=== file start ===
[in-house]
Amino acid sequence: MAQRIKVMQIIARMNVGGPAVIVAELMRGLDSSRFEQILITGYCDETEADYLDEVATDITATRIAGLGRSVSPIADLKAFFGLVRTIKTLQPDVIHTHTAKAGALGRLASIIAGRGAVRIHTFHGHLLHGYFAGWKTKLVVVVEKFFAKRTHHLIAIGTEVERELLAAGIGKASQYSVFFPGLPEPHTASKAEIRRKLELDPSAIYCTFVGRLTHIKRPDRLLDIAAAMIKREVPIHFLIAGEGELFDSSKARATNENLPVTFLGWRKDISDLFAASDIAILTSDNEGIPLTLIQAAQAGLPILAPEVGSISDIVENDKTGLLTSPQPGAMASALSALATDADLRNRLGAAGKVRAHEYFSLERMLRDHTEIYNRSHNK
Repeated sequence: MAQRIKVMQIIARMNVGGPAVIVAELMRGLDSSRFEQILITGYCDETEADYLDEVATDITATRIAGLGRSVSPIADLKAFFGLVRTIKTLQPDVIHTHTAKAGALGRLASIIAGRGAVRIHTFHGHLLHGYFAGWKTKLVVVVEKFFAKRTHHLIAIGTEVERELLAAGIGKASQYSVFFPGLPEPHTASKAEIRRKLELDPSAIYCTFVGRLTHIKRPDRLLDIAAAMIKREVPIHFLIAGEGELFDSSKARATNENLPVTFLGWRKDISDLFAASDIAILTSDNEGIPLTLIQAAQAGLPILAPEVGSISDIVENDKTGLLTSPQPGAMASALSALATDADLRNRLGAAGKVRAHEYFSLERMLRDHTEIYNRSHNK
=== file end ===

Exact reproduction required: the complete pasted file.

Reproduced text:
[in-house]
Amino acid sequence: MAQRIKVMQIIARMNVGGPAVIVAELMRGLDSSRFEQILITGYCDETEADYLDEVATDITATRIAGLGRSVSPIADLKAFFGLVRTIKTLQPDVIHTHTAKAGALGRLASIIAGRGAVRIHTFHGHLLHGYFAGWKTKLVVVVEKFFAKRTHHLIAIGTEVERELLAAGIGKASQYSVFFPGLPEPHTASKAEIRRKLELDPSAIYCTFVGRLTHIKRPDRLLDIAAAMIKREVPIHFLIAGEGELFDSSKARATNENLPVTFLGWRKDISDLFAASDIAILTSDNEGIPLTLIQAAQAGLPILAPEVGSISDIVENDKTGLLTSPQPGAMASALSALATDADLRNRLGAAGKVRAHEYFSLERMLRDHTEIYNRSHNK
Repeated sequence: MAQRIKVMQIIARMNVGGPAVIVAELMRGLDSSRFEQILITGYCDETEADYLDEVATDITATRIAGLGRSVSPIADLKAFFGLVRTIKTLQPDVIHTHTAKAGALGRLASIIAGRGAVRIHTFHGHLLHGYFAGWKTKLVVVVEKFFAKRTHHLIAIGTEVERELLAAGIGKASQYSVFFPGLPEPHTASKAEIRRKLELDPSAIYCTFVGRLTHIKRPDRLLDIAAAMIKREVPIHFLIAGEGELFDSSKARATNENLPVTFLGWRKDISDLFAASDIAILTSDNEGIPLTLIQAAQAGLPILAPEVGSISDIVENDKTGLLTSPQPGAMASALSALATDADLRNRLGAAGKVRAHEYFSLERMLRDHTEIYNRSHNK